>>> regular expressions have '^' at the beginning, so they are only looking
>>> for the next match, and nothing after that.  What I found is that even
>>> when you set lastIndex, it doesn't care about that you are essentially
>>> telling it to forget anything before the index, if you specify '^' and
>>> the position of _input is greater than 0, you will never get a match!
>>> This, to me, is absolutely absurd.  In most other languages I'm dealing
>>> with (php, and c# for example) you can tell the regexp to have an offset
>>> before the match begins, why is javascript the odd one out?  The savings
>>> for this little bitty settings could be massive!  Especially in the
>>> context of a parser where string analysis and regex's are used
>>> frequently, and potentially with large strings.  The resource savings
>>> with a 1.2mb file could literally be gigs of memory!
>>>
>>> Am I missing something?  Can you elaborate?  What other technique could
>>> I use?  Any pointers?
>>>
>>>
>>> As always, thanks for your time, and I hope you have a nice weekend!
>>>
>>> --
>>> Robert Plummer
>>>
>>


-- 
Zach Carter

Re: [jison] Fwd: Re: High performance regexp using "^" (beginning with) and RegExlastIndex

From:
Robert Plummer
Date:
2014-02-17 @ 01:51
If we have to do it ourselves....  We do what we gotta do.
On Feb 16, 2014 7:58 PM, "Zachary Carter" <zack.carter@gmail.com> wrote:

> Thanks for looking in to it, Robert. Yes, the y flag is the "sticky mode"
> I mentioned in the other thread. Besides an untriaged Chromium bug[1], I
> don't see much activity on the part of other engines to support it yet,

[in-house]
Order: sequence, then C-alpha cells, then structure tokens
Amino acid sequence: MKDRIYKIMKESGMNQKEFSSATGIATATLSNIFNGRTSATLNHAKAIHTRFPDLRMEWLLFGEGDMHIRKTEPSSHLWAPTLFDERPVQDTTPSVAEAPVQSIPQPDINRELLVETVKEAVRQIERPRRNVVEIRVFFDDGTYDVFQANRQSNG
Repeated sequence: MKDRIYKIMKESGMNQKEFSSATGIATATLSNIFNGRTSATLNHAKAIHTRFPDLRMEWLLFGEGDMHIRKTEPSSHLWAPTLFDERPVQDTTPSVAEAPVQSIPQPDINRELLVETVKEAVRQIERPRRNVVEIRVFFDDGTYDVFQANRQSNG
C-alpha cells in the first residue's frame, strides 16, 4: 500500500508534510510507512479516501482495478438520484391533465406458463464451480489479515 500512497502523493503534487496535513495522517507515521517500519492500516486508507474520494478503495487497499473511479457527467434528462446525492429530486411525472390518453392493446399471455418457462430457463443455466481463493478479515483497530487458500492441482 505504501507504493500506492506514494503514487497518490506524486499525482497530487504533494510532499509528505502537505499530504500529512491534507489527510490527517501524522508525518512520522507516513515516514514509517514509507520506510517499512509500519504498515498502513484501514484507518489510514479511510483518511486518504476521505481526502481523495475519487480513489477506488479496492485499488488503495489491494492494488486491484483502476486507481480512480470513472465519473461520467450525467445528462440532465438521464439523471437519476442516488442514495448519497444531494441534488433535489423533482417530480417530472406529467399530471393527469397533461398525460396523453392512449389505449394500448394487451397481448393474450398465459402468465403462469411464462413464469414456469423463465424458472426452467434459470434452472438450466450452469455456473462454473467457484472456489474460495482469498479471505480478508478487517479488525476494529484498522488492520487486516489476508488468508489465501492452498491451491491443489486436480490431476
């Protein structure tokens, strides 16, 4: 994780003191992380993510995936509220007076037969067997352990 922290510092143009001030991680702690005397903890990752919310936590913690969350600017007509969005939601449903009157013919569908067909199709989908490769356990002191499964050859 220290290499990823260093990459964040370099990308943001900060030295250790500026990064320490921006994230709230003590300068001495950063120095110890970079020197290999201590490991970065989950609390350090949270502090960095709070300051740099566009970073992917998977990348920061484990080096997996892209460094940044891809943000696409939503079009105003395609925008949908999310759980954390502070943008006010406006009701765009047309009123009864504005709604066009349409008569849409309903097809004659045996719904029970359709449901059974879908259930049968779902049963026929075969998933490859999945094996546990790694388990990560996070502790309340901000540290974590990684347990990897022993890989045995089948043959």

> unfortunately. Opera used to have it before they switched to Blink.
>
> Thanks,
> Zach
>
> [1] https://code.google.com/p/chromium/issues/detail?id=142334
>
>
> On Sun, Feb 16, 2014 at 4:28 PM, Robert Plummer <
> robertleeplummerjr@gmail.com> wrote:
>
>> FYI, Doug chimes in on the performance issues dealing with offset.  He is
>> just awesome!
>> ---------- Forwarded message ----------
>> From: "Douglas Crockford" <douglas@crockford.com>
>> Date: Feb 16, 2014 7:23 PM
>> Subject: Re: High performance regexp using "^" (beginning with) and
>> RegExlastIndex
>> To: "Robert Plummer" <robertleeplummerjr@gmail.com>
>> Cc:
>>
>> Mistakes were made.
>>>
>>> ES6 regexp may have a /y flag that will use lastIndex correctly.
>>>
>>>
>>> On 2014-02-16 10:58 AM, Robert Plummer wrote:
>>>
>>>> Hey Doug,
>>>> Recently I was using jison (Bison clone in json + javascript) to parse
>>>> some larger files, about 1.2mb in size.  There is a HUGE performance
>>>> bottleneck on the use of substr or slice (which are used as matches are
>>>> found, for 3 attributes, "matched", past tense, and all matches up till